Queen to begin historic State visit to the Republic

Gardai search pedestrians at security barriers yesterday in preparation for the arrival of Queen Elizabeth in Dublin city centre.Photograph: Eric Luke
Gardai search pedestrians at security barriers yesterday in preparation for the arrival of Queen Elizabeth in Dublin city centre.Photograph: Eric Luke

STEPHEN COLLINS and CONOR LALLY

Queen Elizabeth II will arrive in Baldonnel at noon today to begin a historic four-day State visit to the Republic. It will be the first visit in 100 years by a reigning British monarch.
President Mary McAleese has described it as an “extraordinary moment” in Irish history that personified the determination in both countries to forge a better future.
“I think it is an extraordinary moment in Irish history, a phenomenal sign of the success of the peace process and absolutely the right moment for us to welcome on to Irish soil Her Majesty the Queen, the head of state of our immediate next-door neighbours, the people with whom we are forging a new future, a future very, very different from the past, on very different terms from the past.
“I think that visit will send the message that we are, both jurisdictions, determined to make the future a much, much better place,” said the President.
British prime minister David Cameron described the visit as “a huge step forward” following the settling of a lot of the political issues and difficulties that had divided the two countries. He said the new relationship enabled “the natural friendship we have for each other” to come out.

The Queen will travel to Áras an Uachtaráin where she will receive a ceremonial welcome and meet President McAleese. Later she will lay a wreath at the Garden of Remembrance and then visit Trinity College to view the Book of Kells before going to Farmleigh, where she will stay for the duration of her visit.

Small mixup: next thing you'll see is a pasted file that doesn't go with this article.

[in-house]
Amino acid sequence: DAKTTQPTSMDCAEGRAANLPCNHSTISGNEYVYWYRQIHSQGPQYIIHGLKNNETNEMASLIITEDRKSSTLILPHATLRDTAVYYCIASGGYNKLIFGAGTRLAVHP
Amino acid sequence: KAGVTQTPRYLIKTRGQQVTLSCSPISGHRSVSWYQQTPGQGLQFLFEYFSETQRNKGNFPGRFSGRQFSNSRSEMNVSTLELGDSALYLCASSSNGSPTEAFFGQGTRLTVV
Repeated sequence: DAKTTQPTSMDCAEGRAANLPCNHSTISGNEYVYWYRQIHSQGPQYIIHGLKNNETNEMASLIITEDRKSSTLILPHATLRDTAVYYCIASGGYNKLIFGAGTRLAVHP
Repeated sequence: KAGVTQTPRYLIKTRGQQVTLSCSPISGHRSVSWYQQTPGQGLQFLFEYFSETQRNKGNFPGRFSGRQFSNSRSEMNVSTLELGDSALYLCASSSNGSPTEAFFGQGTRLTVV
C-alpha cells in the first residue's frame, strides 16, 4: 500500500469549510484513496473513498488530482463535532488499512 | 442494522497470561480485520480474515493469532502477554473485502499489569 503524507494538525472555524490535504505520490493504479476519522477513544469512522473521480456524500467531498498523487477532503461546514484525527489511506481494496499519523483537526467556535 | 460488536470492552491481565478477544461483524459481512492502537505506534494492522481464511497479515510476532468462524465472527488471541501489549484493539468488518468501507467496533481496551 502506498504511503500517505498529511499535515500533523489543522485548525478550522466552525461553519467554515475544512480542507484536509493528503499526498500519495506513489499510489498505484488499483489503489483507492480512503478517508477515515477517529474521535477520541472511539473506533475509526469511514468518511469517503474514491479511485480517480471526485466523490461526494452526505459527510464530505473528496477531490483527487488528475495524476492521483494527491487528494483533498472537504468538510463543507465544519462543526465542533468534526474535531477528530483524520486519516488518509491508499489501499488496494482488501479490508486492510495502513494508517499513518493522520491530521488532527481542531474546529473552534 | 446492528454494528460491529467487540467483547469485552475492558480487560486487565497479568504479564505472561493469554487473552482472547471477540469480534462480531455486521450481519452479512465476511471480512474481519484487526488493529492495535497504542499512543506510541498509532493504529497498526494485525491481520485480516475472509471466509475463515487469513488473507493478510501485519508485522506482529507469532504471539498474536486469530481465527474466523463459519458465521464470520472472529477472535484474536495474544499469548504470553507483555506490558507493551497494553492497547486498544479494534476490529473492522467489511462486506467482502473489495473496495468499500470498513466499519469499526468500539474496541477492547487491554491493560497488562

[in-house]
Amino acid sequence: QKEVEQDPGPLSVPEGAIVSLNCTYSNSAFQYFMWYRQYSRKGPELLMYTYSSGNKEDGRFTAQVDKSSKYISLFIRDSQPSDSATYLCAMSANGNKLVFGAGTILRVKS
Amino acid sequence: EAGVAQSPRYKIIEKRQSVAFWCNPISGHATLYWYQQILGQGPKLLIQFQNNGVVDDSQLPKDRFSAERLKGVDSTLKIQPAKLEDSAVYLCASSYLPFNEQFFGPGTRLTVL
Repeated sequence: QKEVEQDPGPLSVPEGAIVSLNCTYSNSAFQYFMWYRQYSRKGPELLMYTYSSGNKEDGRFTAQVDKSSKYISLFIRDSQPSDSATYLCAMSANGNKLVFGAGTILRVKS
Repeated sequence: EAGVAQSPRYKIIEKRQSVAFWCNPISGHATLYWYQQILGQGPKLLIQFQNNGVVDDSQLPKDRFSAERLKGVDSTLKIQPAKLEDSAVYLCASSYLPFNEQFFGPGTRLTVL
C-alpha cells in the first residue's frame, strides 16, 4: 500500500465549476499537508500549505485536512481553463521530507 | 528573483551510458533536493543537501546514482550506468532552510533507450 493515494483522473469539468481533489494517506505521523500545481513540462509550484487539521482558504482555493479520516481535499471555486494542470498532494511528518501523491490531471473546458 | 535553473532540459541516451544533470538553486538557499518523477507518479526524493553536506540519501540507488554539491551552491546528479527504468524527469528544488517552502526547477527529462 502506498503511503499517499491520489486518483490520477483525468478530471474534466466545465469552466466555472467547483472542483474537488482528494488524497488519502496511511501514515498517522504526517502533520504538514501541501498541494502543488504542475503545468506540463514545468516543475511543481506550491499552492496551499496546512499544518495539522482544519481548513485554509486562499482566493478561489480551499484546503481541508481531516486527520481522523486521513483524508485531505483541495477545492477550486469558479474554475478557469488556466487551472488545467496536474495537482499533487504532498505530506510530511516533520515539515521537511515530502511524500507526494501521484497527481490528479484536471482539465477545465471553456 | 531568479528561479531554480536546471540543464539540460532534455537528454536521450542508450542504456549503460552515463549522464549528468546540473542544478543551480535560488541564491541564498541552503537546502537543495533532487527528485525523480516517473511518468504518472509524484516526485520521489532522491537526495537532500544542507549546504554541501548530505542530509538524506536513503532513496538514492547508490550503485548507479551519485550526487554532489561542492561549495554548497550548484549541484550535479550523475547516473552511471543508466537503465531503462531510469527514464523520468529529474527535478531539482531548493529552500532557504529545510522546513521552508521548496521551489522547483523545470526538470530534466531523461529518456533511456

Tomorrow she will meet Taoiseach Enda Kenny at Government Buildings and lay a wreath at the Irish War Memorial in Islandbridge.

Later she will visit Croke Park and attend a State dinner in Dublin Castle hosted by President McAleese.

On Thursday the Queen will visit the National Stud and the Aga Khan’s Gilltown Stud. Later she will attend a celebration at the national convention centre in Dublin hosted by the British embassy. On Friday she will visit the Rock of Cashel and Coolmore Stud before heading to Cork for her final engagements.

Thousands of gardaí have been deployed in Dublin. Hundreds of gardaí in riot gear will be on standby in the event any protest against the Queen’s visit descends into rioting.

The Army has deployed armed troops to patrol the grounds of Áras an Uachtaráin and Farmleigh. A no-fly zone will apply for short periods in the skies when the Queen is moving around.

The biggest threat to security is from dissident republicans. Over 10,000 gardaí and troops are involved in the security operation, the biggest in the history of the State.

Streets in central London were closed off for a number of hours yesterday while bomb disposal experts destroyed a suspect suitcase, less than 12 hours after a bomb threat by dissident republicans.

Members of the public have been urged to use public transport where possible today in Dublin as widespread traffic restrictions are in place.


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